« Overview of CAA techniques applied to various propulsion and cooling systems ».
ing., Ph. D. - Professeur agrégé - Université de Sherbrook
Lundi 29 Avril à 10 h 00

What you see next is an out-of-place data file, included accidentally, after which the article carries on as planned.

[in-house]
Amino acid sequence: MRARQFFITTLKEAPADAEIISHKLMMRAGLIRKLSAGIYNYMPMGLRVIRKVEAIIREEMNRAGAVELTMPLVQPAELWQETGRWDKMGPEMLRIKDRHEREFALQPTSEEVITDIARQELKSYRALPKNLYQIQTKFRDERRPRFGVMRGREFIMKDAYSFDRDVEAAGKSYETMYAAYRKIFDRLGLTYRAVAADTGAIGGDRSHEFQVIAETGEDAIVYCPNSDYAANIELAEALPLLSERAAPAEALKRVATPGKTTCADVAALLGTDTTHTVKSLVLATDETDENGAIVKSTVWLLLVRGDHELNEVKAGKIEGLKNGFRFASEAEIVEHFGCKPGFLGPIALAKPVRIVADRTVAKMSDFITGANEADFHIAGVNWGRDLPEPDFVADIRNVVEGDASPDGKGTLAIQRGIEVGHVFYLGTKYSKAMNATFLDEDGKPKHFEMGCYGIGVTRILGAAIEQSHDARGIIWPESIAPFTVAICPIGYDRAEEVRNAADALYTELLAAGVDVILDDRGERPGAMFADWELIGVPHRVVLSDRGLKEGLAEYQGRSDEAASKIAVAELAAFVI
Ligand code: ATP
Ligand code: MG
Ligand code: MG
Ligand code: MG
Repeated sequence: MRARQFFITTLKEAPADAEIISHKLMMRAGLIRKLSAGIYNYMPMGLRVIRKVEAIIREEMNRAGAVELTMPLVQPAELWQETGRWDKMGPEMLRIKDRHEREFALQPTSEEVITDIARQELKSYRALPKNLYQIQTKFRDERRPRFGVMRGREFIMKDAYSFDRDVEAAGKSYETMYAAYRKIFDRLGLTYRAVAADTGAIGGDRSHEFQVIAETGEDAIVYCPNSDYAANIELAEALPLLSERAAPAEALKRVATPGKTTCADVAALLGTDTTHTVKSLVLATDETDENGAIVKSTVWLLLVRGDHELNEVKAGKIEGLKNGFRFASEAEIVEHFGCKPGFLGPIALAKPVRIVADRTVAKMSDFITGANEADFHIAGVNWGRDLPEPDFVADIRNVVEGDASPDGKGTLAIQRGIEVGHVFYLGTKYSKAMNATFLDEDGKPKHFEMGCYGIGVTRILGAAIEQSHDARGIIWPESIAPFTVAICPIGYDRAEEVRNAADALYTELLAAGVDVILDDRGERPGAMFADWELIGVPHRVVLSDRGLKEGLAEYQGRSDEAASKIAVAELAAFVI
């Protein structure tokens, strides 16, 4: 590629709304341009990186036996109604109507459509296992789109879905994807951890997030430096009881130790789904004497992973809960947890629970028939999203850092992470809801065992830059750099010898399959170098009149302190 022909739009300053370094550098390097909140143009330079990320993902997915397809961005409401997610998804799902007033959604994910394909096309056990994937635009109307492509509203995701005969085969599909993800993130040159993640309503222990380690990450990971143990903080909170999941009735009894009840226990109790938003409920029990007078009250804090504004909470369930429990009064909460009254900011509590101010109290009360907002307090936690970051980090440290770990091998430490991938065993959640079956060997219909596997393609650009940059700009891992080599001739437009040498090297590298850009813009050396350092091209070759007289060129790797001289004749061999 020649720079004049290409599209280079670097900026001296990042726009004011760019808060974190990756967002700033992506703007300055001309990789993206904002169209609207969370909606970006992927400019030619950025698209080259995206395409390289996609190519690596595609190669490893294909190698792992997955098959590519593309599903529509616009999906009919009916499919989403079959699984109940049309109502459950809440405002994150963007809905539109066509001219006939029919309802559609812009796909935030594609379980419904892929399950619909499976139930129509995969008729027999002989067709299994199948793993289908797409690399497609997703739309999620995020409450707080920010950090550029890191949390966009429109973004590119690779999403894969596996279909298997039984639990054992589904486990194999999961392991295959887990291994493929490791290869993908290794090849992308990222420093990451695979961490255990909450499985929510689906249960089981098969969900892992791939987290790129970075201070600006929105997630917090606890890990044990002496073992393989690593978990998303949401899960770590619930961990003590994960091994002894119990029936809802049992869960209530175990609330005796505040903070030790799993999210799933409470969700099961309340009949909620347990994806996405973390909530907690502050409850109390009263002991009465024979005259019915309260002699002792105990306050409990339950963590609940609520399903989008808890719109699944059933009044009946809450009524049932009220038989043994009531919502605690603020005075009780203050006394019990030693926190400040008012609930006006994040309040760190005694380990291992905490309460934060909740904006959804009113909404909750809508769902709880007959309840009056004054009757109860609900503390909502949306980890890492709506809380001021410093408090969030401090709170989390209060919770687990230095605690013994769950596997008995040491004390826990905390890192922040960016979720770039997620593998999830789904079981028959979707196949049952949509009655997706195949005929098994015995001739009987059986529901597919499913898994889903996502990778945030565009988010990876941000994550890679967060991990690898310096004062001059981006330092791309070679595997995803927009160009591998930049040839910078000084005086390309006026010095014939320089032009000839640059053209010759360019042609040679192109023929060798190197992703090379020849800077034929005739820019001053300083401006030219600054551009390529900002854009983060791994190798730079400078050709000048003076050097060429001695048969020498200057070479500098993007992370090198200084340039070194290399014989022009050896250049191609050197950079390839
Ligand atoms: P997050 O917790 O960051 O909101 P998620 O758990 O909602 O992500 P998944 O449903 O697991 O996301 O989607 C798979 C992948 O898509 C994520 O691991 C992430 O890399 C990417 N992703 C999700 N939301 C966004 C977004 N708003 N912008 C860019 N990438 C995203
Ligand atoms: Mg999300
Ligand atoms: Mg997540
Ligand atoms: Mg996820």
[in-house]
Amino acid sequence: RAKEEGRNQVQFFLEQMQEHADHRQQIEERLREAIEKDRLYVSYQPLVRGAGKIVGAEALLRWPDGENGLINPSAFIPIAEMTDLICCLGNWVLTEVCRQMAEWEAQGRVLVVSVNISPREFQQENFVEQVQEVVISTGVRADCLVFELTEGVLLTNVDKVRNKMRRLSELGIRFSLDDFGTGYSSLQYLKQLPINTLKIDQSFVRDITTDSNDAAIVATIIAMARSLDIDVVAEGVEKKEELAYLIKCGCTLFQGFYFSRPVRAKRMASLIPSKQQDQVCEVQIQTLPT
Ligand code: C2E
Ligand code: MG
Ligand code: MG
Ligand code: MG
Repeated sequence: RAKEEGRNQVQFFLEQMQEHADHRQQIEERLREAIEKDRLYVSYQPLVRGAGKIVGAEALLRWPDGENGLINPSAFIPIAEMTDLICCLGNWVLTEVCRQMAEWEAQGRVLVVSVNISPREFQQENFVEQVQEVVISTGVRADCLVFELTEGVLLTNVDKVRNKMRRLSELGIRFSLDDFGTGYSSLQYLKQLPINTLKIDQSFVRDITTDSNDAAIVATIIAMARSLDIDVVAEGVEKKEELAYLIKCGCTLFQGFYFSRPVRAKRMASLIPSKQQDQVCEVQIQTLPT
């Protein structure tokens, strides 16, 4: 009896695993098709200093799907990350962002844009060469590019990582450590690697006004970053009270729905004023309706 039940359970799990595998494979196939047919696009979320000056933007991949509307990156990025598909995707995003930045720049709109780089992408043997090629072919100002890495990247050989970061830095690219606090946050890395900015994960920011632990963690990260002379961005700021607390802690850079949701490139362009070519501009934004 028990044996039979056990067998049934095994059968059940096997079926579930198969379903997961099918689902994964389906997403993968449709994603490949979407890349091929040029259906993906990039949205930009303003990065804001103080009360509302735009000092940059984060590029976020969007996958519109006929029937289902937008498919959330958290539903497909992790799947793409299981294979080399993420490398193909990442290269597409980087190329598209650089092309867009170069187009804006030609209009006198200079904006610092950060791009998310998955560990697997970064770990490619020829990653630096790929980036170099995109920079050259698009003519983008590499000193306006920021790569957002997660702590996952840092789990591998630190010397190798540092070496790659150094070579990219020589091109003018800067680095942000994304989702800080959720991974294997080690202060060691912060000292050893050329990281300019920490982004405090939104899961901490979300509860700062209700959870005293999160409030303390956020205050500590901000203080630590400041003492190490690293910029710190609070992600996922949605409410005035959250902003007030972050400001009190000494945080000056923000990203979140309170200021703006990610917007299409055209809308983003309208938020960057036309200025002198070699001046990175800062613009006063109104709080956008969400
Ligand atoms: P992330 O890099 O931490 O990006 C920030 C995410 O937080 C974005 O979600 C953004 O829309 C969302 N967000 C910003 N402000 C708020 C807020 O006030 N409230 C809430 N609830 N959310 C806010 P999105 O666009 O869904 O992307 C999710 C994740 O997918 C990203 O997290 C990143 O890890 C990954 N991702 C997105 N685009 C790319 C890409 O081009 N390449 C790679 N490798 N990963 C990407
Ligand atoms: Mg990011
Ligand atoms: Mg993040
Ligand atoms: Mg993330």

Noise reduction driven by more stringent specifications requires the introduction of acoustic predictions in the design process of many flow-moving machines. However, reproducing their noise spectrum especially for high-speed turbo-engines that contains both tonal and broadband components over a large range of frequencies may seem a daunting task. Two main Computational Aero-Acoustics approaches can be used to estimate noise. First, a hybrid method where the noise sources are computed accurately in a limited zone, the surface in wall-bounded cases, the shear region in free shear-layer flows and the far-field acoustic pressure is then obtained by an acoustical analogy. Secondly, direct noise computation can be performed using compressible turbulent simulations. The latter is still limited to basic flows at low Reynolds numbers, except maybe at low Mach numbers where the Lattice Boltzmann Method provides an efficient way to compute noise radiation of complex installed systems. Both paths are first illustrated on three canonical problems, airfoil self-noise, single-stream cold jet noise, and rotor-stator interaction, then on more complex systems such as low-speed fan noise and high-speed nozzle jet noise.